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The volume of first-time buyers’ loans rose 14% year-over-year, up to about 165,000 first-time home buyers in August 2016 from about 145,000 first-time home buyers in August 2015, based on the agency loan volume data analyzed and presented by Edward Pinto and Tobias Peter for the “First-Time Buyer Mortgage Share and Mortgage Risk Indices” presentation by the AEI International Center on Housing Risk.

The Agency First-Time Buyer Mortgage Share Index, which measures the share of all agency loans taken out by first-time home buyers, fell by less than a percentage point year-over-year, down to 56.2% year-over-year from 56.7% in August 2015.

First-time-buyer volume has risen 39% over the past two years, between August 2014 and August 2016. The share of agency loans taken out by first-time home buyers rose by 2.5% during the same period.

The steady rise in first-time buyer volume and flattening of the first-time buyer market share year-over-year can be explained by the expansion of the housing market during this period. Agency purchase loan volume rose 15% between August 2015 and August 2016 across all groups of buyers.

Out of these total volume of first-time home buyers who took out agency loans in August 2016, 71% had made down payments of 5% or less. 27% had a debt-to-income ratio greater than the QM limit of 43%. 21% had subprime credit, or a credit score below 660, and 97% had 30-year mortgages.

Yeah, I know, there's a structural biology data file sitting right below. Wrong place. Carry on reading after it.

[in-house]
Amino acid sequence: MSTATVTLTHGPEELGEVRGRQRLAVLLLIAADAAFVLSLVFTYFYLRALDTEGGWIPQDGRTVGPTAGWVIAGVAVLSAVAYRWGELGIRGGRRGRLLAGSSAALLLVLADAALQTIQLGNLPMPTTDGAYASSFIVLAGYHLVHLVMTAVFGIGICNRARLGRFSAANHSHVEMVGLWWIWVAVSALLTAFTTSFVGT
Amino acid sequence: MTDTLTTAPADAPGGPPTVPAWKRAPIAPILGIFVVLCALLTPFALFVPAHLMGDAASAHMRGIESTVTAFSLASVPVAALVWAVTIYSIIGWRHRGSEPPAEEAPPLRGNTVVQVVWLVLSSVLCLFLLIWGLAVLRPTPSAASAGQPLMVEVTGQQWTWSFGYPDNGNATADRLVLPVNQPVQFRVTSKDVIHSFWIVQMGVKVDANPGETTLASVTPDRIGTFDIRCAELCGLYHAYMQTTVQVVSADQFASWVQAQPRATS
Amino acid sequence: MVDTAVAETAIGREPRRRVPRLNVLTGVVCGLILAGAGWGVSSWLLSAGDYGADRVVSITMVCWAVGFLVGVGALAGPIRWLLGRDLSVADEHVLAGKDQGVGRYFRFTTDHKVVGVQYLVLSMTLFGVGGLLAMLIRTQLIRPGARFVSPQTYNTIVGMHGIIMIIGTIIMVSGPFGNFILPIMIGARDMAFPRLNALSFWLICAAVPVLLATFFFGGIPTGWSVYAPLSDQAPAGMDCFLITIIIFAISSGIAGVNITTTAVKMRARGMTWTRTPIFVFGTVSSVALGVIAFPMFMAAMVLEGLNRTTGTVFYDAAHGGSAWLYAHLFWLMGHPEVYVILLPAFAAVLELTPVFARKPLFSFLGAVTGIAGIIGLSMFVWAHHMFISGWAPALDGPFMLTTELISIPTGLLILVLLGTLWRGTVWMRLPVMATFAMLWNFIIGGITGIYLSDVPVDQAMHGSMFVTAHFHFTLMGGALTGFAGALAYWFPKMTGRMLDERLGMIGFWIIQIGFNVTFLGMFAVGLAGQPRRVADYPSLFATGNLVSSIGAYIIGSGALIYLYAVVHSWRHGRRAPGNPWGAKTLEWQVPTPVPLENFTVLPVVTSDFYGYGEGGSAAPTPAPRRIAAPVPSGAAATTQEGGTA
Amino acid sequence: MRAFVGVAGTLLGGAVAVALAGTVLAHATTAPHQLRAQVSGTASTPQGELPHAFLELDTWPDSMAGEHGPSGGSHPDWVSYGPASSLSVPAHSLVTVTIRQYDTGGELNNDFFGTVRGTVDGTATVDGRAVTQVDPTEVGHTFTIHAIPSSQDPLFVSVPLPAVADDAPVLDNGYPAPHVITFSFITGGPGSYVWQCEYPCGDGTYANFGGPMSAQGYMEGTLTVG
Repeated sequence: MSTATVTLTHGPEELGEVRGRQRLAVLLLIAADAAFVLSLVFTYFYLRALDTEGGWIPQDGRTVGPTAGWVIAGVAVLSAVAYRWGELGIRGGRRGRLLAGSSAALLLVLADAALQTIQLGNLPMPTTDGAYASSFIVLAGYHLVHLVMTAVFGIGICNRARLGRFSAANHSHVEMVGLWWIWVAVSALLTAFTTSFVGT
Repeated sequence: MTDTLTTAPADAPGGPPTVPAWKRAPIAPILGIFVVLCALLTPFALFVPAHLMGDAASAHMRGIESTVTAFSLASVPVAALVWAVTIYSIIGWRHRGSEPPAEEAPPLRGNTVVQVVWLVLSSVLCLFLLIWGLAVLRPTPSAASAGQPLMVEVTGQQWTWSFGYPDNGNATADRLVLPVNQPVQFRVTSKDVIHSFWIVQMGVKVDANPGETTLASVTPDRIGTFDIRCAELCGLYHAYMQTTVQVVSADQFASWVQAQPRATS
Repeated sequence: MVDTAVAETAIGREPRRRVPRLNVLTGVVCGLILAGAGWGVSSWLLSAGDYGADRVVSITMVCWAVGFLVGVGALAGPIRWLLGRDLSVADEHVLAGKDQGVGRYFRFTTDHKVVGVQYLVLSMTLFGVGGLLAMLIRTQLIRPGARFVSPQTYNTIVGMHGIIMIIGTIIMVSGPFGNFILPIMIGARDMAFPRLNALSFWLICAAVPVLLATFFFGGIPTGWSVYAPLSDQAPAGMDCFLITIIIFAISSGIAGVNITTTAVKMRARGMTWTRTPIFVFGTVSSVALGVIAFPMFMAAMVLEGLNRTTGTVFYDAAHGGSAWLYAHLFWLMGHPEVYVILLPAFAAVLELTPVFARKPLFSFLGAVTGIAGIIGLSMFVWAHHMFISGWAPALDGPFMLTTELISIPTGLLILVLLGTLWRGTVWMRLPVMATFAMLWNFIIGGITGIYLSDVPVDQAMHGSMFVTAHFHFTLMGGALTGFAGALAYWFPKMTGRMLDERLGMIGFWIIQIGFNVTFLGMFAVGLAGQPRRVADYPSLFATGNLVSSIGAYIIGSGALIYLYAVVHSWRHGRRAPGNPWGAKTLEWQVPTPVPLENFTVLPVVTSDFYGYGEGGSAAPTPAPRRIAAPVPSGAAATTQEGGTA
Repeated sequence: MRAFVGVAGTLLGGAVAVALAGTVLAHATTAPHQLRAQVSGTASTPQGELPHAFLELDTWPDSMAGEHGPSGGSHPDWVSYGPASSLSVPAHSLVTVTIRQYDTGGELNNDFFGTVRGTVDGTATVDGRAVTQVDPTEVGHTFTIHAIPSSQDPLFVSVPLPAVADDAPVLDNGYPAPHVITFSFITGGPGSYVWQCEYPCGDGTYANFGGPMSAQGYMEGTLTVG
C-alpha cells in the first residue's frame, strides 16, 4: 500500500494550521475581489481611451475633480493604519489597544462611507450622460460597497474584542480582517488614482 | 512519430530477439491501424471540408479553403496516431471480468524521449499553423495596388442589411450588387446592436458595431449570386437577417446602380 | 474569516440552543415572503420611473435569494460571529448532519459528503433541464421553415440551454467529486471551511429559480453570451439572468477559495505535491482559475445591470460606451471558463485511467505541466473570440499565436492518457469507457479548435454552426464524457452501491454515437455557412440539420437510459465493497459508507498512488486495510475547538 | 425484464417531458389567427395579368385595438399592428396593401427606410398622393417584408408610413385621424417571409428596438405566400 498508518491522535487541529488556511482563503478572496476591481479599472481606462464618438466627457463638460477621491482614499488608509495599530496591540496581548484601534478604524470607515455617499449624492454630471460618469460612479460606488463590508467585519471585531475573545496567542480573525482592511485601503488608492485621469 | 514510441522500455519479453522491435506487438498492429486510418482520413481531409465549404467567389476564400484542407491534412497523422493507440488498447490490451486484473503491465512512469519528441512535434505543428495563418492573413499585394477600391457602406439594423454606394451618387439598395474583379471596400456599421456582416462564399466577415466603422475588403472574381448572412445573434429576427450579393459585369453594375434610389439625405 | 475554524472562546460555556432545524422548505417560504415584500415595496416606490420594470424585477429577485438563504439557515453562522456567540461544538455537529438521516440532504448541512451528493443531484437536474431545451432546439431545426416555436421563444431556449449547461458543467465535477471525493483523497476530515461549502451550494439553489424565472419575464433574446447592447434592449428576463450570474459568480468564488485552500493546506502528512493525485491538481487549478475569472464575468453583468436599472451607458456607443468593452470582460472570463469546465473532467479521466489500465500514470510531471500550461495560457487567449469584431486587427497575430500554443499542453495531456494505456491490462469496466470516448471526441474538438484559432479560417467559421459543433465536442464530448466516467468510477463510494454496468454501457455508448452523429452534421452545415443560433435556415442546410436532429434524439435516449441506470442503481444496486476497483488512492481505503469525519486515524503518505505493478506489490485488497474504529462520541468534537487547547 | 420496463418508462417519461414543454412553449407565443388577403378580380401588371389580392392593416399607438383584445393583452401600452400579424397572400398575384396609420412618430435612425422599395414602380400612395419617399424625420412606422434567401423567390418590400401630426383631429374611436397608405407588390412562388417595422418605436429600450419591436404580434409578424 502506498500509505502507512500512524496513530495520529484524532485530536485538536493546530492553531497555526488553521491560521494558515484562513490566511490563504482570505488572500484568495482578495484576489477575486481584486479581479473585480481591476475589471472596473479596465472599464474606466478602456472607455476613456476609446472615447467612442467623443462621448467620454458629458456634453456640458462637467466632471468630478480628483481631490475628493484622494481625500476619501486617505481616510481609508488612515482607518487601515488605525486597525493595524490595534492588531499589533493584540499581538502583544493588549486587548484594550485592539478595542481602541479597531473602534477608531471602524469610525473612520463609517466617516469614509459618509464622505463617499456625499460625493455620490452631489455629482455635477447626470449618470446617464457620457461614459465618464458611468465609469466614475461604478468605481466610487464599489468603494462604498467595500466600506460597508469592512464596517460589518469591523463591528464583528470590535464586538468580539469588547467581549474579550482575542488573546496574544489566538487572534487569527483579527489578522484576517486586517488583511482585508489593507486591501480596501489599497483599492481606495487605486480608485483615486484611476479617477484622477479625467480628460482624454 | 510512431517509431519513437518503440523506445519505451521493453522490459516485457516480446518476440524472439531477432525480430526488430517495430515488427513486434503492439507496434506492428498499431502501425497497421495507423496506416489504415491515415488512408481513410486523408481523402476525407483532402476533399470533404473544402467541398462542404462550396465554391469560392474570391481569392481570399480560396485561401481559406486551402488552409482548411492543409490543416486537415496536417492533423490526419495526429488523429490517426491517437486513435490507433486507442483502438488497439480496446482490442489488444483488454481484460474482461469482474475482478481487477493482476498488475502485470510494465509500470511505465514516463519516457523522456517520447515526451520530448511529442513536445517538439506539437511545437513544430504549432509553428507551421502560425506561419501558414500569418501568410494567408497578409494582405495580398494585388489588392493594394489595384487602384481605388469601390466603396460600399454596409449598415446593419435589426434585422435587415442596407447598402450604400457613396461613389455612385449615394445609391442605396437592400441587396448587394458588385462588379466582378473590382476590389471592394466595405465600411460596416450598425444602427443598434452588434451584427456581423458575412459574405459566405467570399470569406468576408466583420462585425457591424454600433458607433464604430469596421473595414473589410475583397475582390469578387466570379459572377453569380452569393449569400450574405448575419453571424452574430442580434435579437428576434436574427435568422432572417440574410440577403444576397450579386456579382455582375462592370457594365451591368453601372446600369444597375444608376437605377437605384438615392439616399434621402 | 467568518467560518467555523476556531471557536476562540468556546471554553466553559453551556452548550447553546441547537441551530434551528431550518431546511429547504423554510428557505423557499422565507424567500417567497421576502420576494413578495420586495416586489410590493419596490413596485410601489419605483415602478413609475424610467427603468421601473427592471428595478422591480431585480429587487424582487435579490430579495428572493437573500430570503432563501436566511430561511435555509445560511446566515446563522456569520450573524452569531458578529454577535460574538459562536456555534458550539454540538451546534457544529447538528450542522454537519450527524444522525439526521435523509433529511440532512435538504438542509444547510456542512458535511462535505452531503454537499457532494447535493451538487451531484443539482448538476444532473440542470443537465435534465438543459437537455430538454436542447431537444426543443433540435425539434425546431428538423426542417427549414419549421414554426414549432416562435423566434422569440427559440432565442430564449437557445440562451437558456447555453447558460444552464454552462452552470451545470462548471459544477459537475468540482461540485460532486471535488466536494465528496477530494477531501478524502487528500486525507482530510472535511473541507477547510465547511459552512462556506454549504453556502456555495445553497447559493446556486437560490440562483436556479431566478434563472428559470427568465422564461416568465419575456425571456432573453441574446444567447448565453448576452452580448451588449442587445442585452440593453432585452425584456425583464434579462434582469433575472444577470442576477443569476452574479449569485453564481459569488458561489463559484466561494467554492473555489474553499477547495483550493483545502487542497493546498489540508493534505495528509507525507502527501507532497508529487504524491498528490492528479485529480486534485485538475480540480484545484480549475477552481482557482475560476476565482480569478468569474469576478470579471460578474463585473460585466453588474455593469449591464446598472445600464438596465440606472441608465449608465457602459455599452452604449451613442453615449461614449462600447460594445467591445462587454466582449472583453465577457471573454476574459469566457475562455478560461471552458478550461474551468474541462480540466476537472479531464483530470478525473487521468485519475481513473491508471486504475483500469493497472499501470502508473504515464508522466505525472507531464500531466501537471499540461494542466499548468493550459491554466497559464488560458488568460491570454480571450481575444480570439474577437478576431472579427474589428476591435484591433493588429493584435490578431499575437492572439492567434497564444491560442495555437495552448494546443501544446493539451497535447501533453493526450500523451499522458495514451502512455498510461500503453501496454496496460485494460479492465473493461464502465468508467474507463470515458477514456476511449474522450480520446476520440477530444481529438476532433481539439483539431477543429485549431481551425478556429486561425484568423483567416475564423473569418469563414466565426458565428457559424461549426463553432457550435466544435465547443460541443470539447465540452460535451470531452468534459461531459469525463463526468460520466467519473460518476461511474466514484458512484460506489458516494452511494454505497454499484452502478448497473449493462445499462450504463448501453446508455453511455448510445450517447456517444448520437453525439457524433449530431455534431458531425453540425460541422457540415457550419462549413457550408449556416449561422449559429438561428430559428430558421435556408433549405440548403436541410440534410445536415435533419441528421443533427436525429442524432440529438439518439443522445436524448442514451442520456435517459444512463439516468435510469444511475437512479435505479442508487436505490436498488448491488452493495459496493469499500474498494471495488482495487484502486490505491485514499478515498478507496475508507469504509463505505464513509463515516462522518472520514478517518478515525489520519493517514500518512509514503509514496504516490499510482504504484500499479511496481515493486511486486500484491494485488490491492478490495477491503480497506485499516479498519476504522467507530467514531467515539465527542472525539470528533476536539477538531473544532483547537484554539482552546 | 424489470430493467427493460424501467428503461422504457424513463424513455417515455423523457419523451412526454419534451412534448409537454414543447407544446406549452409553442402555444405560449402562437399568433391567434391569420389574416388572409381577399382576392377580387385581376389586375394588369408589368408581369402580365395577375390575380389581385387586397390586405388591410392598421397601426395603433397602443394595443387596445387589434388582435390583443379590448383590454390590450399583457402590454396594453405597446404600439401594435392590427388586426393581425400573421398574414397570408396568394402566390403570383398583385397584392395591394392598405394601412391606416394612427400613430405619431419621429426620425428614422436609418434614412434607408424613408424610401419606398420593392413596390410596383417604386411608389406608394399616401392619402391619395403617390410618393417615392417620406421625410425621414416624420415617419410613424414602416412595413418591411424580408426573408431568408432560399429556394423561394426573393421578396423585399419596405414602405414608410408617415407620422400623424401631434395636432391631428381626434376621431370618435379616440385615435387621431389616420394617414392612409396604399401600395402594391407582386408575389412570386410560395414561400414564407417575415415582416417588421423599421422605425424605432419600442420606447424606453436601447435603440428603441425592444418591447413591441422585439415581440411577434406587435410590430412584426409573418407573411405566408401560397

53% of loans taken out by first-time home buyers in August 2016 were defined as subprime or high risk, with an MRI above 12%, down from 54% in August 2015. Out of the first-time home buyer loans given by the Federal Housing Administration, 89% were subprime or high risk in August 2016, up from 87% in August 2015. (As of August 2016, 82% of FHA home loans are given to first-time buyers, and 38.7% of all first-time buyers’ loans were FHA loans.)

The Agency First-Time Mortgage Risk Index stood at 15.6% in August, relatively stable compared to a year earlier. This index is 6.4% higher than the MRI for repeat buyers, and 0.4% wider than the gap between the two indices one year earlier. AEI attributes the flattened FTMRI to a rising share of lower-risk GSE loans in the total volume of first-time home buyers’ loans.

AEI does not believe that the recent rise in conforming loan limits will have any benefit for “the vast majority” of first-time home buyers. Given the current seller's market, Pinto and Peter believe that the increased conforming loan limits will increase borrowing, increase house prices, and shift market share away from private lenders and toward GSEs.